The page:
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A Mundane Comedy is Dominic Kelleher's new book, which will be published in mid 2024. The introduction is available here and further extracts will appear on this site and on social media in the coming months.

The 52:52:52 project, launching on this site and on social media in mid 2024, will help you address 52 issues with 52 responses over 52 weeks.

This site addresses what's changing, at the personal, organisational and societal levels. You'll learn about key changes across more than 150 elements of life, from ageing and time, through nature and animals, to kindness and love...and much more besides, which will help you better prepare for related change in your own life.

What's Changing? - Pain

Pain

 

Please see below selected recent pain-related change.

 

See also:

 

May 2024

  • Our bodies keep the score. But what is the score, and how can we discover it? To generalise, our bodies are repositories of pain. The more difficult our trajectory to life has been, the more we are likely to feel negatively towards our bodies and the more troubles they are likely to give us. If early care-givers did not take a delight in our physical form, we are unlikely ever to be able to take pleasure in our own appearance. A second area where our bodies function like recording machines is around fear: how on edge or primed for danger do they feel? Our bodies can be permanently vigilant, as though waiting for a blow or attack. We may have trouble sleeping and our digestive systems may be unable to unclench - indicators of a past filled with cruel or unpredictable dynamics. 

 

February 2024

 

January 2024

 

November 2023

  • The School of Life believes that, to generalise, our bodies are repositories of pain. The more difficult our trajectory to life has been, the more we are likely to feel negatively towards our bodies and the more troubles they are likely to give us. Two problems in particular stand out. Firstly, low bodily self-esteem. If early care-givers did not take a delight in our physical form, we are unlikely ever to be able to take pleasure in our own appearance. We will be tempted to interpret the gaze of others as hostile, we’ll look at ourselves in the mirror and flinch; we’ll feel sorry for a partner who has the misfortune to have to deal with us close-up. And equally, if a caregiver directed contempt towards our characters, a little of their disdain tends to wash over into our physical self-perception.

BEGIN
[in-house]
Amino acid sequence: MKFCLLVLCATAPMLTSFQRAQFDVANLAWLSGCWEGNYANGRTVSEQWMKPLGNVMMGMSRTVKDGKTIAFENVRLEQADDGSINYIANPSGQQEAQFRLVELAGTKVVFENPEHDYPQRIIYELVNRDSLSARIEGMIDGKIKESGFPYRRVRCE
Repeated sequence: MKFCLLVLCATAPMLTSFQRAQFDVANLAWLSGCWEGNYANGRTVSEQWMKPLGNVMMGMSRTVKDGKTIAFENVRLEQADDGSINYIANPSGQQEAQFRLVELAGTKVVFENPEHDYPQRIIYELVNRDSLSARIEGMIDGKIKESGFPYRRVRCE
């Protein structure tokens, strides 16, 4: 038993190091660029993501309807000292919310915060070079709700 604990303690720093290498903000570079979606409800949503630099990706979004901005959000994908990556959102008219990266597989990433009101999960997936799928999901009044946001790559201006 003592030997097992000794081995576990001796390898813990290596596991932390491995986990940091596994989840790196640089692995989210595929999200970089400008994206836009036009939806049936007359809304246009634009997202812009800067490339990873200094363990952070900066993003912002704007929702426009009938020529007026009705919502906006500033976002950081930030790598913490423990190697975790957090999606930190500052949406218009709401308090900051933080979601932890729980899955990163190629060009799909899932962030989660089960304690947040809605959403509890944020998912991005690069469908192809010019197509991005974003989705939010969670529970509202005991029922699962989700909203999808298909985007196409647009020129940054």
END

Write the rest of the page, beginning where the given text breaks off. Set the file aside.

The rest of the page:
March 2023

 

February 2023

  • Big Think noted that, according to Buddhism, the path to liberation from suffering and the attainment of lasting happiness lies within the realm of the mind. Through the cultivation of wisdom, ethics, and mental discipline, we can achieve this. By following the Eightfold Path, developing mindfulness and compassion, and accepting impermanence, we can think our way to freedom from existential pain.

 

December 2022

 

July 2022

  • Chronic pain, defined as pain felt for longer than three or six months, affects one in five people around the world. It often affects younger people in otherwise good health in their most productive years. Low back pain, the most common cause of chronic pain, is the leading cause of years lost to disability around the world. Yet despite the enormity of the issue, the management of chronic pain has been one of the greatest failures of medicine, warned Psyche.

 

June 2022

 

May 2022

  • According to the biopsychosocial model, experiences of pain go beyond the purely physical: in particular, your mental state impacts your feelings of pain, which can make such feelings better or worse. Effective treatment of the psychological aspects of pain relies on your self-knowledge, specifically the knowledge you have about your negative thoughts, experiences and beliefs regarding your condition and potential to get better. However, being in pain can tax one’s cognitive resources and experiences that accompany being in pain can provide misleading information about the nature and extent of pain. This points to a potentially surprising conclusion: we can turn to others, such as friends and family, to make it easier to know things about what seem to be such as fundamentally personal experience as pain.
  • Persistent pain – also known as chronic pain – is defined by the World Health Organisation as pain lasting longer than three months. Persistent pain doesn’t have the same survival function as acute pain. If you had an injury before the pain began, it should heal within this time, yet the pain persists. Crucially, persistent pain also often occurs without injury or in the absence of another underlying medical condition.